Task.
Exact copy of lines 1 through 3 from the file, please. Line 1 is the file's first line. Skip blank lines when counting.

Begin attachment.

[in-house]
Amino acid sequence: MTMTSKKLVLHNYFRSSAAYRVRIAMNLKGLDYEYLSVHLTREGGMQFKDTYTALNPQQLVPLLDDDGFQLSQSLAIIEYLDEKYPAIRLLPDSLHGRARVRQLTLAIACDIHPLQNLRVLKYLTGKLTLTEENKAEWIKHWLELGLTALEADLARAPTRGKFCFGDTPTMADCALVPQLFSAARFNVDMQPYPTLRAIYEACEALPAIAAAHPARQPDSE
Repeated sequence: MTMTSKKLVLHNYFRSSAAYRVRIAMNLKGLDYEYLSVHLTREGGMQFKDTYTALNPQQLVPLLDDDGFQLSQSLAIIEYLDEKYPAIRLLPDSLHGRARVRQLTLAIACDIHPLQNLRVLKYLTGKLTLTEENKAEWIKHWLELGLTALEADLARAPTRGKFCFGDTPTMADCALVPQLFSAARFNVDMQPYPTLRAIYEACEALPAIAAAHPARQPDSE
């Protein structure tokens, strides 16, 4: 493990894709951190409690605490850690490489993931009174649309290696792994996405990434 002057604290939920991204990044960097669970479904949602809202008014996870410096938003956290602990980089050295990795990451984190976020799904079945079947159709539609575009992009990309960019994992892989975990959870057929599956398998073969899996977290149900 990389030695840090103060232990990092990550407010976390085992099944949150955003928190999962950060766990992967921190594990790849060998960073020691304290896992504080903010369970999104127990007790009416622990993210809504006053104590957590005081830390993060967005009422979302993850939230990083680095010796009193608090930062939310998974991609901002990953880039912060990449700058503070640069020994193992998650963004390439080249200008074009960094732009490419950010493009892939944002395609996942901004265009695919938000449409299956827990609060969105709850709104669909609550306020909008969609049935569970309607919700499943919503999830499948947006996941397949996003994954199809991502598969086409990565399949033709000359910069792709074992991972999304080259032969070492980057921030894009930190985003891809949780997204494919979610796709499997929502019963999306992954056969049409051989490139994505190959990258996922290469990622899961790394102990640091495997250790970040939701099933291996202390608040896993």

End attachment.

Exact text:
[in-house]
Amino acid sequence: MTMTSKKLVLHNYFRSSAAYRVRIAMNLKGLDYEYLSVHLTREGGMQFKDTYTALNPQQLVPLLDDDGFQLSQSLAIIEYLDEKYPAIRLLPDSLHGRARVRQLTLAIACDIHPLQNLRVLKYLTGKLTLTEENKAEWIKHWLELGLTALEADLARAPTRGKFCFGDTPTMADCALVPQLFSAARFNVDMQPYPTLRAIYEACEALPAIAAAHPARQPDSE
Repeated sequence: MTMTSKKLVLHNYFRSSAAYRVRIAMNLKGLDYEYLSVHLTREGGMQFKDTYTALNPQQLVPLLDDDGFQLSQSLAIIEYLDEKYPAIRLLPDSLHGRARVRQLTLAIACDIHPLQNLRVLKYLTGKLTLTEENKAEWIKHWLELGLTALEADLARAPTRGKFCFGDTPTMADCALVPQLFSAARFNVDMQPYPTLRAIYEACEALPAIAAAHPARQPDSE